Tuesday, January 19, 2010

Goodbye, Haiti.

First, you need to read Alison. And follow that up with a healthy dollop of non-mainstream media:

Book Review: Canada and Empire
Waging war on Haiti’s poor majority: Canada and [sic] Haiti by Yves Engler and Anthony Fenton

Review by Harold Lavender

“In both their writing and activism, Yves Engler and Anthony Fenton have done some of the most important work in exposing Canada’s shameful role in Haiti,” writes Naomi Klein about Canada in Haiti: Waging War on the Poor Majority, co-authored by Fenton and Engler.

This pointed 120-page book is essential reading for those who wish to hold the Liberal government accountable for its anti-democratic, imperialist intervention in Haiti.

In the wake of an invasion by heavily armed paramilitaries, former Haitian President Jean-Bertrand Aristide says he was kidnapped and removed from Haiti by US forces on February 29, 2004. Supporting both the coup and the repressive new regime were Canada’s Liberal government and NGOs cooperating with anti-Aristide forces.

In challenging Canada’s so-called “peacekeeper” role, Canada in Haiti reveals how the Liberal government propped up and provided legitimacy to the anti-democratic Haitian regime currently engaged in massive human rights violations...

George W. Bush barred more than $500 million in aid and loans to the elected Haitian government and his administration launched a destabilization campaign. However, when the US became embroiled in Iraq, Washington was happy to let Canada take a leading role in Haiti. Canada, with its cleaner, supposedly democratic international reputation, was better able to pull the wool over people’s eyes.

But Canada is no force for democracy in Haiti. In 2003, Fenton and Engler write, “Denis Paradis, Canada’s Secretary of State for Latin America and La Francophonie, played host to a high-level roundtable meeting dubbed the ‘Ottawa Initiative on Haiti.’ In a manner that would foreshadow future meetings hosted by the Canadian government, no representatives of Haiti’s elected government were invited.” L’Actualité reported that same year that Paradis and the French Minister of the Francophonie discussed a potential trusteeship over Haiti and the return of Haiti’s military. Paradis would later deny the report, saying the issue fell under the “Responsibility to Protect.” ...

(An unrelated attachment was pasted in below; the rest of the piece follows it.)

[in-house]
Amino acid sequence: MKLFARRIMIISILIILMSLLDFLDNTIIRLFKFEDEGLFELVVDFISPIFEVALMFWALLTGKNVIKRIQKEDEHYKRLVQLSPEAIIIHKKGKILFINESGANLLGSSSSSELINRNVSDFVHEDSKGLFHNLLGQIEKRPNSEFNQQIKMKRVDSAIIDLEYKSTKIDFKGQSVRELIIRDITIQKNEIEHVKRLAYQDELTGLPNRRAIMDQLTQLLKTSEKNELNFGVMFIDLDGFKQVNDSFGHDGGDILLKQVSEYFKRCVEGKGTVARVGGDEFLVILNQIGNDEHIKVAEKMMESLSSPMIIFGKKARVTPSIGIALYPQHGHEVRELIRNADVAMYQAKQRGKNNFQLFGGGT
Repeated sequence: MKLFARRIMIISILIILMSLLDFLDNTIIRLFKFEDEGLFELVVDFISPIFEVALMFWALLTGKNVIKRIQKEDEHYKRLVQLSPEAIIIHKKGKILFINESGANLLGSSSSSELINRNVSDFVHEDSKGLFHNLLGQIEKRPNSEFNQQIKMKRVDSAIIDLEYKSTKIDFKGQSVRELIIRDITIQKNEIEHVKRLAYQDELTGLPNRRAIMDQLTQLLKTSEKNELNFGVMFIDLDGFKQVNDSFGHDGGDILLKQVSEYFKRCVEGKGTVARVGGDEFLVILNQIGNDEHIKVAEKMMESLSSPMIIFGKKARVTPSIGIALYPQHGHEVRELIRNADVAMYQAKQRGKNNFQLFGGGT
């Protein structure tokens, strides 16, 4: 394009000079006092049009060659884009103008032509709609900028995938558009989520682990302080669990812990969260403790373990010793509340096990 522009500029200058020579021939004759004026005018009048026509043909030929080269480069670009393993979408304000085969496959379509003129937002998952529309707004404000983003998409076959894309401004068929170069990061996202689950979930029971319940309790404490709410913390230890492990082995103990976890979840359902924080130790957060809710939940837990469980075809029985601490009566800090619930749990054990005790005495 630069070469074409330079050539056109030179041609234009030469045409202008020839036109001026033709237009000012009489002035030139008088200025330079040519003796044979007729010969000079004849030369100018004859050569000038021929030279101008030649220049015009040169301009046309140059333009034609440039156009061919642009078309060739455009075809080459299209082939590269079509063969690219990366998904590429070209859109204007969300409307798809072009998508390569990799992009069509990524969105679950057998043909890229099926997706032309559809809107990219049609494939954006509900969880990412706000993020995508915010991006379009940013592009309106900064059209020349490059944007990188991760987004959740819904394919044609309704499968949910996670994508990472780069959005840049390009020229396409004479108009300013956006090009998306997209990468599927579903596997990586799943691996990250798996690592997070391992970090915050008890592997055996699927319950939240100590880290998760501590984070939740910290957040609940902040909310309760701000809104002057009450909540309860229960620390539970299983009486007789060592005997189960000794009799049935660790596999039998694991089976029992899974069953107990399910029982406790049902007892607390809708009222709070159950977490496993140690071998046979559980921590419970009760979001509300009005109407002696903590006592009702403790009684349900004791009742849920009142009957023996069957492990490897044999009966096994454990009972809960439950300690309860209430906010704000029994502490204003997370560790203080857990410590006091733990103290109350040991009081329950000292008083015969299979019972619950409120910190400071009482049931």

The book asks why the Canadian government is so directly implicated.

Haiti, unlike Iraq, doesn’t have vast strategic resources. But the authors say that those who stand to gain from slavery, racism and colonialism, imperialism and today’s neo-liberalism have sought to undermine Haiti as an example and block the promise of its independence. And in 2004 they believed they could get away with it again.

The authors do not idolize Aristide or the record of Lavalas, the pro-Aristide party. However, they make a case that the regime (despite lack of funds and IMF strings) served the poor majority better than previous dictatorships or the new regime. They argue Aristide did not kowtow sufficiently to the neo-liberal agenda. His removal has led to attempts to fast-track a drastic program of privatization.

So-called future economic development in Haiti will be based on sweatshops utilizing the cheapest labour in the hemisphere. Canada is a player in this global sweatshop game, particularly through Montreal-based Gildan Activewear, a large supplier of T-shirts. Gildan plans to employ up to 5,000 people in Port-au-Prince, including work subcontracted to Andy Apaid, the leader of the G-184 opposition. Two Canadian mining companies, KWG Resources and St. Guinevere Resources, are planning to mine copper and gold on very favourable terms.

Aristide’s efforts to mobilize the poor majority were threatening to elite interests. In response, the Haitian elite want a strong military to protect their interests. So do Washington and Ottawa.